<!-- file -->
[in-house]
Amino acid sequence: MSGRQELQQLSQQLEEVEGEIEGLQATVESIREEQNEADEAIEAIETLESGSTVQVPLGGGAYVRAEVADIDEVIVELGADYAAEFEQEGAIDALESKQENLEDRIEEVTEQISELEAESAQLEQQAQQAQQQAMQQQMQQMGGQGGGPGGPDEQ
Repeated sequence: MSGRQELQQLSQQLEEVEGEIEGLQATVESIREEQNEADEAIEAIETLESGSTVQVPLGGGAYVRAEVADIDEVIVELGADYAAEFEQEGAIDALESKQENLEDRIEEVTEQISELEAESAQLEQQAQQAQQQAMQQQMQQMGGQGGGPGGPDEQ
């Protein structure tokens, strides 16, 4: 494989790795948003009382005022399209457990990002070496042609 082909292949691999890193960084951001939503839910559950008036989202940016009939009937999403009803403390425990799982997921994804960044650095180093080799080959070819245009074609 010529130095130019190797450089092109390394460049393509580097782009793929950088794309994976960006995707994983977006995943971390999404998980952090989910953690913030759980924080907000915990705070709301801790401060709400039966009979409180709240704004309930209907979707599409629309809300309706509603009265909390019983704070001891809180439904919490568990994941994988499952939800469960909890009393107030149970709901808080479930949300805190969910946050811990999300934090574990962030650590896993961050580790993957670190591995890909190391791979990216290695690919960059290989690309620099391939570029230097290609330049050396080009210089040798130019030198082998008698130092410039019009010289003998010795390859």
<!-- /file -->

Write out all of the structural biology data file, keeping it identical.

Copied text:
[in-house]
Amino acid sequence: MSGRQELQQLSQQLEEVEGEIEGLQATVESIREEQNEADEAIEAIETLESGSTVQVPLGGGAYVRAEVADIDEVIVELGADYAAEFEQEGAIDALESKQENLEDRIEEVTEQISELEAESAQLEQQAQQAQQQAMQQQMQQMGGQGGGPGGPDEQ
Repeated sequence: MSGRQELQQLSQQLEEVEGEIEGLQATVESIREEQNEADEAIEAIETLESGSTVQVPLGGGAYVRAEVADIDEVIVELGADYAAEFEQEGAIDALESKQENLEDRIEEVTEQISELEAESAQLEQQAQQAQQQAMQQQMQQMGGQGGGPGGPDEQ
């Protein structure tokens, strides 16, 4: 494989790795948003009382005022399209457990990002070496042609 082909292949691999890193960084951001939503839910559950008036989202940016009939009937999403009803403390425990799982997921994804960044650095180093080799080959070819245009074609 010529130095130019190797450089092109390394460049393509580097782009793929950088794309994976960006995707994983977006995943971390999404998980952090989910953690913030759980924080907000915990705070709301801790401060709400039966009979409180709240704004309930209907979707599409629309809300309706509603009265909390019983704070001891809180439904919490568990994941994988499952939800469960909890009393107030149970709901808080479930949300805190969910946050811990999300934090574990962030650590896993961050580790993957670190591995890909190391791979990216290695690919960059290989690309620099391939570029230097290609330049050396080009210089040798130019030198082998008698130092410039019009010289003998010795390859």